For those interested, the $35 comes with unlimited swing time, pictures in an awkward birds nest and a free lunch. Enjoy! 

Oh, Ubud

An hour and a half north of Canguu, Bali is a small town known as Ubud. You may recognize this name from the famous book/movie, Eat. Pray. Love. This is where Elizabeth Gilbert finds her zen and learns how to meditate and pray the Bali way. Hundreds of yogis from around the world go to Ubud for teacher training or yoga retreats. The vibe is very calm and every store smells like you’re walking into a yoga studio, sweaty with a hint of essential oils.

Every month, We Roam organizes a small excursion for the entire team and this month was a day trip to the Ubud Rice Terraces and Monkey Sanctuary. I was especially interested in the terraces because I’ve been watching the farmers beside our guesthouse and was curious about the process.  Also, growing up on a farm I always find it interesting to see the way of life for other farmers.

I made the mistake of dressing in a polyester romper this day, thinking I’d try to look cute for pictures. News flash… The sun actually shines in Ubud and it’s spicy. I was sweating bullets before we even started trekking.  The first view was breathtaking. Lush green palm trees and layers upon layers of terraces go deeper and higher than I could have imagined. We trekked all the way down and all the way back up.

The farmers had just harvested all of the rice and started prepping for a new round. Each plant is hand placed and in perfect straight rows.  I offered to help the farmers beside our guesthouse but my dad must have sent them a picture of my tilling skills – they kindly declined.

At all hours of the day I’ll see a farmer till the ground with a contraption that requires a lot of manual work, pushing this awkward machine through a foot of water. They make this look so easy AND it’s 85+ degrees with 100% humidity. No machinery, no GPS, no animals. Crazy.  I’ve seen up to 4 individuals hand planting a field, they’ll start in the late afternoon and by morning acres will be planted. They each wear rice hats that are big enough to shade their shoulders.  I admire their work ethic and perseverance. I have a hard time walking the streets to shop when it’s that hot, let alone plant an entire terrace. When I think of Bali, I’ll think of these rice terraces. They line every road and they seem to be the way of life and a main source of income for most families.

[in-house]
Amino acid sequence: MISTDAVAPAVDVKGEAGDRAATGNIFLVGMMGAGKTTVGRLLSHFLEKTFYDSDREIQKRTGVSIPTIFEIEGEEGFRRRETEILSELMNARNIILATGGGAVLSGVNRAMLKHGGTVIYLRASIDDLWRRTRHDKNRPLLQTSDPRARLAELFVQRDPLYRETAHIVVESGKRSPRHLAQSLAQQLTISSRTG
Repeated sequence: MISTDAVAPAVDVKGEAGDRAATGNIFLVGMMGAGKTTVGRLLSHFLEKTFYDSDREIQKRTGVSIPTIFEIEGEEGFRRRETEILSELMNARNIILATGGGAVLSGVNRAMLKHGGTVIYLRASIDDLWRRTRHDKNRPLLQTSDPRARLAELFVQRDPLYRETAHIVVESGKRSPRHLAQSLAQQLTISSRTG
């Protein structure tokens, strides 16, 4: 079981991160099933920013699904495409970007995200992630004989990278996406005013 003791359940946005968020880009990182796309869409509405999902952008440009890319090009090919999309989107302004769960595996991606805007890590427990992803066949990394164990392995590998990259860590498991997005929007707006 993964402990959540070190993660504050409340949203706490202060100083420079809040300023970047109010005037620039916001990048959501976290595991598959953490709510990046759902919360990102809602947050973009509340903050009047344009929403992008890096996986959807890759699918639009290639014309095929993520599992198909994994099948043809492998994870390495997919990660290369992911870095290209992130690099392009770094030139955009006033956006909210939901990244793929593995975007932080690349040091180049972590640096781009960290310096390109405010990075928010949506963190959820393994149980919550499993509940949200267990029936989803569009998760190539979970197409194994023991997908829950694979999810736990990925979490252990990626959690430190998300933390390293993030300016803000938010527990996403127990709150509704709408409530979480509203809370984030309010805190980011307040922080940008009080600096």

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Bona Kubu Rice Terrace

This rice terrace is located right beside the guest house I stayed in the month of January. I tried to help them but no dice. 

Our next stop on the We Roam excursion happened to be the Monkey Sanctuary. Before going I really hadn’t given it much thought and assumed it would be fun.. but certain individuals scared the crap out of me before going in. The rules 1: Hold your bag tight, or they’ll unzip it and steal your stuff. 2. Don’t look them in the eye, they’ll bite you 3. Don’t scream if they jump on you…. Uhh yea, ok. The first monkey I laid eyes on ended up jumping on some random guy, taking his water bottle and pouncing on a tree looking for his next victim. Like I said in my last post, they’re not cute. I think they look like rodents and some of them have FANGS!! I power walked through this sanctuary holding my back pack tight and right out the exit. I wasn’t about to let some monkey touch me and wanted my “free time” to start early so I could explore the market. Several other Roamers spent a great deal of time there. Why? Who knows. I was so thankful to be out of there and planned to never return.. or so I thought.

This is clearly a girl but her face screams old man. 

This is clearly a girl but her face screams old man. 

Megan, new Roamer friend, had several friends come into town and Ubud was at the top of their list, specifically a visit to the… you guessed it, Monkey Sanctuary. We had already planned an overnight stay in Ubud so we changed up our schedule to kill two birds with one stone.

On our way to Ubud we stopped at the famous Tegenungan waterfall. Unfortunately, Bali had received two horrible rain storms which caused a lot of flooding. We didn’t so much see crystal clear water but a waterfall that looked like chocolate milk. We weren’t allowed to swim as the current was so bad and we would have been swept away.  I’m not sure it was worth the stop so maybe if you ever decide to visit Ubud, go during their dryer season.

We took her friends back to the Rice Terraces. It was just as breathtaking the second time around. It was a joy to see how much the terraces had changed since visiting two weeks prior.  For anyone considering a trip to the Rice Terrace expect to pay 15,000 RP to get in and give a donation at two different stops throughout the terrace.